More than a dozen new lawsuits have been filed against universities by students who allege they were discriminated against and denied due process in campus sexual misconduct proceedings, and even more complaints are in the works. There have also been a number of new rulings in the many ongoing accused-student lawsuits. Today, I’ll talk about two of this month’s decisions in which federal judges denied accused students’ requests for preliminary injunctions in their cases.
www.thefire.org By Samantha Harris
Due Process Rights
Articles relating to due process rights for our College boys
William Blackstone declared, “It is better that ten guilty persons escape, than that one innocent suffer.” In 2011, the U.S. Department of Education took a different position. They decreed that Title IX sex tribunals should embrace a weaker “preponderance of the evidence” standard. So how high a risk of false conviction do the innocent face under the OCR’s Title IX guidance standards? UCLA Professor John Villasenor set out to answer that in a study that uses probability theory to model false Title IX convictions under the preponderance of the evidence standard. What he found should take all fair-minded Americans aback.
reason.com By Ronald Bailey
Georgia colleges tread where prosecutors won’t, but some claim secret tribunals are unfair to the accused. A three-month AJC investigation into the secretive world of campus tribunals found that Georgia’s largest universities are pursuing cases that prosecutors won’t touch. But the newspaper also found that campus justice comes with steep trade-offs. Procedures vary widely and are often poorly understood by both the accused and the accuser. Students, and sometimes their parents, expect the strict rules of a court of law, but instead encounter a looser system where cross-examining witnesses is sharply curtailed and the burden of proof is far lower. Several students claim the proceedings in place are deeply flawed and violated their rights to due process.
investigations.myajc By Shannon McCaffrey and Janel Davis
AMHERST JUDGE: Male student expelled for sexual assault may have been victim himself
CALIFORNIA JUDGE: Disparity in campus tribunal ‘enough to shock the Court’s conscience’
CORNELL: Caused ‘actual harm’ to student accused of sexual assault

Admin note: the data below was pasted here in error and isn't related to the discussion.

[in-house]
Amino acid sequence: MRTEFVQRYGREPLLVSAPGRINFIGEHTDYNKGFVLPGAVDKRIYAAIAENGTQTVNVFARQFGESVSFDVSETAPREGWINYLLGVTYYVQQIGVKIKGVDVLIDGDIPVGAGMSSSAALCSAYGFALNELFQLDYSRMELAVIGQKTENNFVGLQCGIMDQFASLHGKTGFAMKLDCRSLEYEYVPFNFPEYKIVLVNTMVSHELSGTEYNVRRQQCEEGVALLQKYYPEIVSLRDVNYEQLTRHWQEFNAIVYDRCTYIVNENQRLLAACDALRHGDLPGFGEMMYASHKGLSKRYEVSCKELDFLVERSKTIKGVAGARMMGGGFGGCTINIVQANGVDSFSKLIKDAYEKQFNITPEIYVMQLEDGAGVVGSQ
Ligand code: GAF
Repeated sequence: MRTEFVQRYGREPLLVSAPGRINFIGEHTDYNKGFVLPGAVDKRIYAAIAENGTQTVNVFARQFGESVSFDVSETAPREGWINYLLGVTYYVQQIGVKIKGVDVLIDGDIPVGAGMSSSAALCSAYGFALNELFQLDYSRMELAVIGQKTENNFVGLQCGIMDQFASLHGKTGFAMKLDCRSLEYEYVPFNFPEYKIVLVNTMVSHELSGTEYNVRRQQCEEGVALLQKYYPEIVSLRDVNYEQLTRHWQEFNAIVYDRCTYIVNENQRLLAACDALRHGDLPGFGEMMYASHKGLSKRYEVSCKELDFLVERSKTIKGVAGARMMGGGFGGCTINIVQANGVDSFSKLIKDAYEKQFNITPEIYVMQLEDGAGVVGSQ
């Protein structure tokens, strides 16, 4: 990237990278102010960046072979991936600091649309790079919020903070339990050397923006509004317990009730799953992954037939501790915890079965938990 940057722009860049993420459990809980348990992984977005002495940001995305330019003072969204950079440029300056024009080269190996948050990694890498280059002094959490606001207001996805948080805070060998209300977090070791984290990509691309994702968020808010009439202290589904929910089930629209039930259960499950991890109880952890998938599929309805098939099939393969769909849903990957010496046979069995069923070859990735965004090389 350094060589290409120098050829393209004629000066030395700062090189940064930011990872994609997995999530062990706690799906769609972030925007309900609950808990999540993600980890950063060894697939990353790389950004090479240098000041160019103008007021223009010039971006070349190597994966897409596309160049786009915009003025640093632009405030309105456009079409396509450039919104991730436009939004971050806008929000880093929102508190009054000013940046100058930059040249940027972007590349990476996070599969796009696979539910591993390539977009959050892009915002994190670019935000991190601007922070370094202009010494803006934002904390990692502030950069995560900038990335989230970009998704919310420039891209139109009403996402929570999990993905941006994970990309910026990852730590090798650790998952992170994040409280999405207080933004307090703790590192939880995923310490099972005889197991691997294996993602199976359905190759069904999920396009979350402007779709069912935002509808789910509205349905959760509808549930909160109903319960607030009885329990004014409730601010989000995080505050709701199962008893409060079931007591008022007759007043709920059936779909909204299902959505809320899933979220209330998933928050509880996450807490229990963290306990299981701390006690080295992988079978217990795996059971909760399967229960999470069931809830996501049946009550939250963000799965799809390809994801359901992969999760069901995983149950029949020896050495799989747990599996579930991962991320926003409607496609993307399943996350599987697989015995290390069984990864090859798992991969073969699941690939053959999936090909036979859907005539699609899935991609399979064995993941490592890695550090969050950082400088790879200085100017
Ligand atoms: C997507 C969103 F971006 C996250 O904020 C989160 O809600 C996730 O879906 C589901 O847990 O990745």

COLORADO STATE UNIVERSITY PUEBLO: School’s sexual assault proceeding suggests ‘bias and inaccuracy’
OHIO JUDGE: Accused students have right to cross-examination
watchdog By Ashe Schow
A wave of bills dealing with campus sexual assault are moving through state legislatures, and many of them would codify elements of contentious federal guidelines that deprive accused students of due process rights. The measures would make it easier for accusations to result in expulsions and the permanent branding of students who may be innocent, without allowing them a chance to defend themselves. Some of the bills would expand the definition of sexual assault by narrowing the definition of consent to the point where nearly any sexual encounter could be considered non-consensual.
The Obama administration twice rewrote federal rules governing how allegations must be handled at colleges. In particular, since 2011, when DoED reinterpreted Title IX to require that sexual assault cases be judged by a “preponderance of the evidence” -a lower burden of proof than is used in criminal cases -more than 100 accused students have sued their schools. In most of these recent cases the colleges have lost, as they should have. Colleges are at best incapable of adjudicating allegedly criminal conduct, and at worst hopelessly biased. The vast majority of schools we studied now use procedures that stack the deck against accused students. Recent cases can be divided into two groups. In the first are colleges that considerably broadened the definition of sexual assault. The second group includes schools that violated their procedures, which were unfair to begin with.